Red Sky July
Hauntingly Good Harmony Drenched British Americana.
I’ve never understood why some ‘major’ record labels choose keep music back from the public. Most artists I know are prolific songwriters and it’s only because of the shortage of money why they, themselves have to wait an inordinate time to go into the studio.
So now we are in the Internet age and worldwide ‘marketing budgets’ are out the window; it’s a joy that Red Sky July have recorded 5 brand new songs only a couple of months after the release of their last full album.
Opening track House of Cards is very much trademark Red Sky July with it’s rolling guitar; but the sparse arrangement and honeyed harmonies seem like a great leap forward to my ears. There’s more than a hint of ‘Folk’ to the arrangement rather than the Modern Country sound that we’ve come to expect; but that’s only an aside as the song is hauntingly beautiful
1972 Onwards is a lot more closer to The Truth and The Lie; as this semi-autobiographical of Shelly Poole’s teenage years takes us on a hypnotic sub-Fleetwood Mac journey, with the singer gliding in and out of her memories with the greatest of ease; and the line ‘I always wanted to be Amelia Earhart/without the never coming back part’ is a definite keeper.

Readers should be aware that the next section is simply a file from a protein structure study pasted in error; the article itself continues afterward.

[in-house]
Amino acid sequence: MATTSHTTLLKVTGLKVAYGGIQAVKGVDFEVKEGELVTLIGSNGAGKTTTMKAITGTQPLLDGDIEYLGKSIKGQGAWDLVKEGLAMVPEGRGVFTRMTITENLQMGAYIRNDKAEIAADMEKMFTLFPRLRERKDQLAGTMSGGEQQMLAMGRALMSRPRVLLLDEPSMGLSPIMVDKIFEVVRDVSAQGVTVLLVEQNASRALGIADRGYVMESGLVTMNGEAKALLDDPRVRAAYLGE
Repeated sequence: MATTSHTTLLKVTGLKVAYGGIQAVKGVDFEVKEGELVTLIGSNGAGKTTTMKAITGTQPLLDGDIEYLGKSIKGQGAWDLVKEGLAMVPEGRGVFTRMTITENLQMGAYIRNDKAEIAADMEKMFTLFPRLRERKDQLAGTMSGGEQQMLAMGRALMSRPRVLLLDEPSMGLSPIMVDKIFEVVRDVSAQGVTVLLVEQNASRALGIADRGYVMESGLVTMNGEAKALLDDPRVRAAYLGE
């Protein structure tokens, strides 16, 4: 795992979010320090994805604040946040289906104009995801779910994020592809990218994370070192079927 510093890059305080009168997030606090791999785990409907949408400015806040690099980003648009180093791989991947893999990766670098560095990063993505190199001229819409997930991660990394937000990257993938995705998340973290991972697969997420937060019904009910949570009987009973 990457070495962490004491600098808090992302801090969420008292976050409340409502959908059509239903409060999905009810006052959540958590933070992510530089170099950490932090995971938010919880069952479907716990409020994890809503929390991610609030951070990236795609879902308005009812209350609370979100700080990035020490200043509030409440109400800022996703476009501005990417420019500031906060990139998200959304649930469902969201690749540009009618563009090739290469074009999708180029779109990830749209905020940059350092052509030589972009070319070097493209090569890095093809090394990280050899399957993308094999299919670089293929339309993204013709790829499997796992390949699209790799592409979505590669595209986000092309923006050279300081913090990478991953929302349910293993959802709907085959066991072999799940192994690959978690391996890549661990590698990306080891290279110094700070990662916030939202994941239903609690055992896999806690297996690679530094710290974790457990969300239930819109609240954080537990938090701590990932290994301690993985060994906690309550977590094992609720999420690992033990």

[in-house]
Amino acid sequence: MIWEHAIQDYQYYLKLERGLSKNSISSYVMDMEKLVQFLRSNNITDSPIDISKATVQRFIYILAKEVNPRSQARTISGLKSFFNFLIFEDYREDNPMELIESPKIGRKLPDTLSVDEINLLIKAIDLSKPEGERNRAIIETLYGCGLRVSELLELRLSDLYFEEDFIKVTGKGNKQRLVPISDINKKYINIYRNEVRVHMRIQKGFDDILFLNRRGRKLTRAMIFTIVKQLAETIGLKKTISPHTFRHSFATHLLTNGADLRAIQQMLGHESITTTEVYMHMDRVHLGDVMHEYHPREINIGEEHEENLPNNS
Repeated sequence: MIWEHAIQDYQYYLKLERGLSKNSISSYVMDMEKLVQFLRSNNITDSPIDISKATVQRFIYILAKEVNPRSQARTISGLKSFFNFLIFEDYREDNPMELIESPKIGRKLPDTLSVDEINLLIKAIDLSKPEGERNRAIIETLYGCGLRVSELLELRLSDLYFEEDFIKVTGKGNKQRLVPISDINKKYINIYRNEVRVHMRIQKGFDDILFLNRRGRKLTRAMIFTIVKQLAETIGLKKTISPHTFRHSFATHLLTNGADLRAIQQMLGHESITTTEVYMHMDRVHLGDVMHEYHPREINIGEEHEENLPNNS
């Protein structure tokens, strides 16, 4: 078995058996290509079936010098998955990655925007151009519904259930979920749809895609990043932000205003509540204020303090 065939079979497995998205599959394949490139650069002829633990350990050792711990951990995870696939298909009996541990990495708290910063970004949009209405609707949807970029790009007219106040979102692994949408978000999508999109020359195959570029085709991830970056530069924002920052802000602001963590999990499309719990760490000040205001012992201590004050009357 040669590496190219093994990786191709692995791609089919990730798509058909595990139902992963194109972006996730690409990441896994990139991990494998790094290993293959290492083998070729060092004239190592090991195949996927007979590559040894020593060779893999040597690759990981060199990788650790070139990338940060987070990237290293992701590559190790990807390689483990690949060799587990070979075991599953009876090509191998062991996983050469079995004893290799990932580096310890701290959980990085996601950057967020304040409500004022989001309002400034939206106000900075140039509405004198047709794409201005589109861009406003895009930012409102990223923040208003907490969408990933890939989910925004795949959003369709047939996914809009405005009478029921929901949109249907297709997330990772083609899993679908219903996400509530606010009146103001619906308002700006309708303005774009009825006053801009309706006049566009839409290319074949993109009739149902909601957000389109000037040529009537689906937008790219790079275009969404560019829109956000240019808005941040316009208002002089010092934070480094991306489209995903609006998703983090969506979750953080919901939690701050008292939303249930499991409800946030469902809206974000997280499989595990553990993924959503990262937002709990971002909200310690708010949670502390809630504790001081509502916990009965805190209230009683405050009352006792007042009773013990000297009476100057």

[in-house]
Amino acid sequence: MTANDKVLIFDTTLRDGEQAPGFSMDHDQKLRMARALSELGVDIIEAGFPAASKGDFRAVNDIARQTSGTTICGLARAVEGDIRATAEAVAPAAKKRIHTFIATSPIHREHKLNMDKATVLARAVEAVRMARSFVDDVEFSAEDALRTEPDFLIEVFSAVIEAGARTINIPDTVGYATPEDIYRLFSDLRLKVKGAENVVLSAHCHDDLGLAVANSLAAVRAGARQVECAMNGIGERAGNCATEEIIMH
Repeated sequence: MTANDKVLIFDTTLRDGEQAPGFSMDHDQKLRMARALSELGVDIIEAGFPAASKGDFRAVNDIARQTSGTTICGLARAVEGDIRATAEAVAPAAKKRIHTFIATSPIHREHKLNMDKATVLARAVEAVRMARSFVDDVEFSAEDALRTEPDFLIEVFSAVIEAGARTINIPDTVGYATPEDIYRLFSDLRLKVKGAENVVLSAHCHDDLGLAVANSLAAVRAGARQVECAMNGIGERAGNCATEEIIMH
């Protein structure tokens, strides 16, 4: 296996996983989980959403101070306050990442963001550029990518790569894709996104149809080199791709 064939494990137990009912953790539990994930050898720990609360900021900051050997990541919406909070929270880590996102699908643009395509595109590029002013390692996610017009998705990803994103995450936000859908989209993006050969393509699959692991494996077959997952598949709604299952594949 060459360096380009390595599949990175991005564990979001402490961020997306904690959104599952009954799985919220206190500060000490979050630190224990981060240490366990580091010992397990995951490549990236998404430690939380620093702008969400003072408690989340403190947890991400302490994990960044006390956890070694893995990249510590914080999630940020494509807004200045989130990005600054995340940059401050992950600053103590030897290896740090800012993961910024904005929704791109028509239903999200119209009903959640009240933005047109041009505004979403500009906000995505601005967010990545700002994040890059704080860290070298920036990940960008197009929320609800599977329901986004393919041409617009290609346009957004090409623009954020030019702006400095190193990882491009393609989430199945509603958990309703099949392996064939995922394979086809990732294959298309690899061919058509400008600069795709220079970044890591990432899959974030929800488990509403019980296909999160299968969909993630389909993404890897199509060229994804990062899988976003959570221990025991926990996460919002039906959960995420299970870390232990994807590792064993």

Next up is Like My Man; a co-write with Kimmie Rhodes and Beth Nielsen Chapman backstage at Glastonbury….. fancy that? The song is worthy of all their combined talents and Ally McErlaine’s flimsy guitar playing in the background makes a very good song; outstanding.
Another song that made me think of Fleetwood Mac is the sublime title track Voyager; but think Stevie Nicks and Chrissie McVie singing over a Peter Green out-take. Yes; I know but it really is that good.
The short mini-album closes with the epic The Longest Time; which sadly; I can take or leave.
But…..even though I am new to Red Sky July What Are We Doing Here quite possibly could be the best song they’ve ever recorded. The crystal clear production brings out the very best in Shelly and Charity’s beautiful voices while McErlaine provides some subtly stinging guitar in the background.
What’s not to like?
Not the happiest songs you will ever hear; but when played late at night; preferably in a dark shadowy room these songs will fill all of your senses at once and force to to choose ‘auto-repeat’.
Released September 16th 2016